It will actually be much more structured than it was last spring, when the district went into crisis mode.
The first three weeks are entirely online for all students in our district. My high schoolers have an A day (periods 1-4) and a B day (periods 5-8). The middle schools where I teach trumpet lessons will be doing something similar with an odd/even schedule that aligns with the dates of the calendar, which makes scheduling students a nightmare. The first forty-five minutes of each period will be synchronous, or with a lecturer, and the second forty-five minutes will be asynchronous, or on your own, in a small group, etc. After the first three weeks, students can continue to learn from home (70% of our district has chosen this option, as have we), or they can return to the building. However, students will be separated into small groups, be required to wear a mask at all times, have to stay in the same room all day (except for lunch), and will do the same online work that the at-home kids are doing. This allows for a quick pivot back to 100% virtual if necessary. Therefore, there is really no incentive to go in-person unless you really need your kids to be out of the house.
After the first three weeks, if conditions allow it, elective classes such as marching band will be allowed to meet before or after school, and the kids who decided to stay home will be allowed to attend. When (and if) things cool down significantly, the third phase will see in-person students allowed to move from their pod to fine arts classes or other electives during the day, and stay-home students can come to school and take part in electives like band or choir. Students who decided to stay home after the first three weeks can change to in-person at the end of the grading period, while students who initially chose in-person can switch back to at-home at any time.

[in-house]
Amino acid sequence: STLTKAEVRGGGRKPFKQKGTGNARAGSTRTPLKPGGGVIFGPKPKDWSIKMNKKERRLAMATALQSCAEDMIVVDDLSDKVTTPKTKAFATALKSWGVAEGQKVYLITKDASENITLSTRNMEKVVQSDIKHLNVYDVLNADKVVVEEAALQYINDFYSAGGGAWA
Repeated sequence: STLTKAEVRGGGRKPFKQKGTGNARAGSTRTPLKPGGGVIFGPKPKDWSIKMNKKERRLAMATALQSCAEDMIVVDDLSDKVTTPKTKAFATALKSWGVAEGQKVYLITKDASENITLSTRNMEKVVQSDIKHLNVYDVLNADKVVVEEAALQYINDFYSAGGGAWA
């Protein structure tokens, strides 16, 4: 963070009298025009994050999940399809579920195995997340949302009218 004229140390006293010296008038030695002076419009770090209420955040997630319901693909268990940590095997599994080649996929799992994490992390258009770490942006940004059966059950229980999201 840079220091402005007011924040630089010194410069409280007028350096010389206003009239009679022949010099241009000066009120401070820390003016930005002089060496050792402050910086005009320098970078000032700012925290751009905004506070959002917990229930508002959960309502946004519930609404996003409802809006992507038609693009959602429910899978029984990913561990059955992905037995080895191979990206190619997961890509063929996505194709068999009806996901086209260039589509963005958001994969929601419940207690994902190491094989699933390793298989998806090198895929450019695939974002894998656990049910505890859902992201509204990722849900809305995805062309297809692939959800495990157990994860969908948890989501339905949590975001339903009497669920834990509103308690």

I give our district, Round Rock ISD, a lot of credit for really thinking this thing through. They’ve come up with a system that is flexible and makes the best of a terrible situation. It remains to be seen, however, how well it actually works in practice. A neighboring district had to cancel the first two days of virtual learning in the high schools because of a technical glitch, while Austin schools delayed their opening because, apparently, that district doesn’t know what the hell they are going to do. And somehow, I’m going to be teaching online private trumpet lessons in the midst of all of this.
The great experiment has begun.